Downloadable content. Expansion packs. Season passes. Extended rigmarole. However you phrase it (maybe not that last way), bonus content for games has long been a part of the industry, and it’s not going away any time soon. I must admit that I wasn’t always a fan of such. For the bulk of my gaming history, in fact, I was quite anti-DLC. I wanted no part of paying extra for additional content in any game, even the ones I held in high esteem. My stance, maybe not surprisingly, changed with the (free) release of the “fixed” DLC ending of Mass Effect 3. Since then, I’ve been more obliging towards DLC, especially if I can get a version of a game with it already included, so I can’t say that I’m totally out of the loop. I can say that I have played some really good bonus content in the past few years, and here my Listmas list of the ones that made the most significant and lasting impressions.
Fable – “The Lost Chapters“
I first played Fable a few years after it was released, and I had no idea then that it’s expanded version, The Lost Chapters, even existed. It wasn’t until playing The Lost Chapters’ remake, Fable Anniversary, that I was first introduced to Albion’s snowy expanse called the Northern Wastes. With everything all-included in the Anniversary version, it was a little odd but no less endearing to beat the game’s main antagonist, Jack of Blades, twice. Once as the ending to the original game, and second in helping the folks of the Northern Wastes defeat the resurrected villain. Fable may be an inherently simple game, but its storytelling is quite good, and the additional content built nicely upon the hero’s journey.
Dragon Age: Inquisition – “Trespasser”
The path I took to get through all the DLC in all the Dragon Age games was a long and arduous one. With conquering the additional content for Dragon Age: Inquisition a couple years ago, and both Dragon Age: Origins and Dragon Age II earlier this year, I can finally point to my favorite of the lot, and it’s DAI’s “Trespasser” by a long shot. Before playing it, I can’t say that I was totally satisfied with the original end of DAI – it was just okay enough to leave room for a sequel. With “Trespasser,” however, not only did it add some very meaty story content, but it shone a wide spotlight on elven lore and, in particular, the significance of the “Dread Wolf,” an important thread that had been woven into the DA games since the beginning, and then some. My playthroughs of DAI are now never complete without “Trespasser.”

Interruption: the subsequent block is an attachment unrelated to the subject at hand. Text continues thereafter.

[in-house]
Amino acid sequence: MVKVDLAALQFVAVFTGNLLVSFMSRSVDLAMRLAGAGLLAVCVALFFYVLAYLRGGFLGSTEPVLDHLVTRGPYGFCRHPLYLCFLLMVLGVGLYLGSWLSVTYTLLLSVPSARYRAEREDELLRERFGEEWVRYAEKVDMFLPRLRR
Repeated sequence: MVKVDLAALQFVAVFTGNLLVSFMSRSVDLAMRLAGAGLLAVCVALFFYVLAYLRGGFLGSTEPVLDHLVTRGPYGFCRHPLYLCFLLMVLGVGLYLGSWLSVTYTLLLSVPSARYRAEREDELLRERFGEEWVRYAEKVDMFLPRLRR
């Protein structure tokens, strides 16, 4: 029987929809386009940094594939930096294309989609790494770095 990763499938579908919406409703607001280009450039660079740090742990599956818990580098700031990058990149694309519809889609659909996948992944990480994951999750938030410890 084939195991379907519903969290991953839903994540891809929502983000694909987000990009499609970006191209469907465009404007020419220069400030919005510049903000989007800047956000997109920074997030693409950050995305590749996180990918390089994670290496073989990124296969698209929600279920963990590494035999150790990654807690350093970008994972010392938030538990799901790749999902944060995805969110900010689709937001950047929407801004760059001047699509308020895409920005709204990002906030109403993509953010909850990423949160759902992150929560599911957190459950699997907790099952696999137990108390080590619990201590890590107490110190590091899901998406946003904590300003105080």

Ori and the Blind Forest – “Black Root Burrows and the Lost Grove”
If you’ve played Ori and the Blind Forest, you know that Ori, the main character, had a rough go of things early on. After the loss of Naru, Ori’s adoptive caretaker, it’s up to Ori to set things right. But how did Naru and Ori even cross paths in the first place? Ori and the Blind Forest Definitive Edition answers that question with two additional locales – Black Root Burrows and the Lost Grove – onto which is bound the story of Naru. This additional content helped bring Ori’s story fill circle and built well upon Ori emotional start in the world. Plus, there was no arguing with having two new and beautiful areas to exploring in an already-gorgeous game.
Saints Row IV – “How the Saints Saved Christmas”
There are lots of phrases I could use to describe Saints Row IV, but I’ll stick with “uproariously irreverent,” because it describes the DLC “How the Saints Saved Christmas” quite well. Plus, why not end this list on a festive note! In any event, after playing through Saints Row IV, I was prepared for some warped holiday goodness, and the game happily served it up in droves. In this DLC, the Saints were tasked with saving none other than Santa himself from the game’s crazy, simulated world, while also learning about the meaning of Christmas. Lots of heartfelt hijinks ensued, along with plenty of holiday cheer, a touch of Jane Austen, and just the right amount of explosives. Merry Christmas, indeed!
Lede image captured by author during PC gameplay of Ori and the Blind Forest: Definitive Edition (© Moon Studios, Micrososft Studios).